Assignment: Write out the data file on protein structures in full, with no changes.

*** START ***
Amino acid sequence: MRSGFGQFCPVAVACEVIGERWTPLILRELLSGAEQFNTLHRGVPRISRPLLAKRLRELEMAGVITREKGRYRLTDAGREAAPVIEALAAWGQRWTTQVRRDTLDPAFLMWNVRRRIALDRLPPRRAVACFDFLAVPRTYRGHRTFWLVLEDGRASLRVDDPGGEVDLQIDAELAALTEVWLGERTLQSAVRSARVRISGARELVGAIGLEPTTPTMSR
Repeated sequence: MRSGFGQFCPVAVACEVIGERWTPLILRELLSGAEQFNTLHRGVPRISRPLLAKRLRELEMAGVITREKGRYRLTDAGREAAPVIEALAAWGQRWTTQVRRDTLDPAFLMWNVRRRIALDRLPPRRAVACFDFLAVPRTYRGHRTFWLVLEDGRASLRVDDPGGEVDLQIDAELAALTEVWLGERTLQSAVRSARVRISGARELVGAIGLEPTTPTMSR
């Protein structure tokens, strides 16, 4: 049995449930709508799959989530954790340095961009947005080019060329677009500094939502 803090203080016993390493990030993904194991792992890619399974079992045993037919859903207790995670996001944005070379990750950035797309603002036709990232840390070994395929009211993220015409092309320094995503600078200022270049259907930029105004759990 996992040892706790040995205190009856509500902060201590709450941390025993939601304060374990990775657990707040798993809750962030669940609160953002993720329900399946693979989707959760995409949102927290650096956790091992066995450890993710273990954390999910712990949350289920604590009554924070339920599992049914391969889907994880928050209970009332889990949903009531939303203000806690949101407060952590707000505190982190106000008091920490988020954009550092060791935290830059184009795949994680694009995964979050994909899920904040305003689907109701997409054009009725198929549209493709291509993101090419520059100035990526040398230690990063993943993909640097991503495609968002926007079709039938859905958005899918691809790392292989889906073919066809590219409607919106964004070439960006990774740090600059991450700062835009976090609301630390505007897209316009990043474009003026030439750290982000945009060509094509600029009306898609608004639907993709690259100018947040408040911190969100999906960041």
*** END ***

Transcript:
Amino acid sequence: MRSGFGQFCPVAVACEVIGERWTPLILRELLSGAEQFNTLHRGVPRISRPLLAKRLRELEMAGVITREKGRYRLTDAGREAAPVIEALAAWGQRWTTQVRRDTLDPAFLMWNVRRRIALDRLPPRRAVACFDFLAVPRTYRGHRTFWLVLEDGRASLRVDDPGGEVDLQIDAELAALTEVWLGERTLQSAVRSARVRISGARELVGAIGLEPTTPTMSR
Repeated sequence: MRSGFGQFCPVAVACEVIGERWTPLILRELLSGAEQFNTLHRGVPRISRPLLAKRLRELEMAGVITREKGRYRLTDAGREAAPVIEALAAWGQRWTTQVRRDTLDPAFLMWNVRRRIALDRLPPRRAVACFDFLAVPRTYRGHRTFWLVLEDGRASLRVDDPGGEVDLQIDAELAALTEVWLGERTLQSAVRSARVRISGARELVGAIGLEPTTPTMSR
């Protein structure tokens, strides 16, 4: 049995449930709508799959989530954790340095961009947005080019060329677009500094939502 803090203080016993390493990030993904194991792992890619399974079992045993037919859903207790995670996001944005070379990750950035797309603002036709990232840390070994395929009211993220015409092309320094995503600078200022270049259907930029105004759990 996992040892706790040995205190009856509500902060201590709450941390025993939601304060374990990775657990707040798993809750962030669940609160953002993720329900399946693979989707959760995409949102927290650096956790091992066995450890993710273990954390999910712990949350289920604590009554924070339920599992049914391969889907994880928050209970009332889990949903009531939303203000806690949101407060952590707000505190982190106000008091920490988020954009550092060791935290830059184009795949994680694009995964979050994909899920904040305003689907109701997409054009009725198929549209493709291509993101090419520059100035990526040398230690990063993943993909640097991503495609968002926007079709039938859905958005899918691809790392292989889906073919066809590219409607919106964004070439960006990774740090600059991450700062835009976090609301630390505007897209316009990043474009003026030439750290982000945009060509094509600029009306898609608004639907993709690259100018947040408040911190969100999906960041």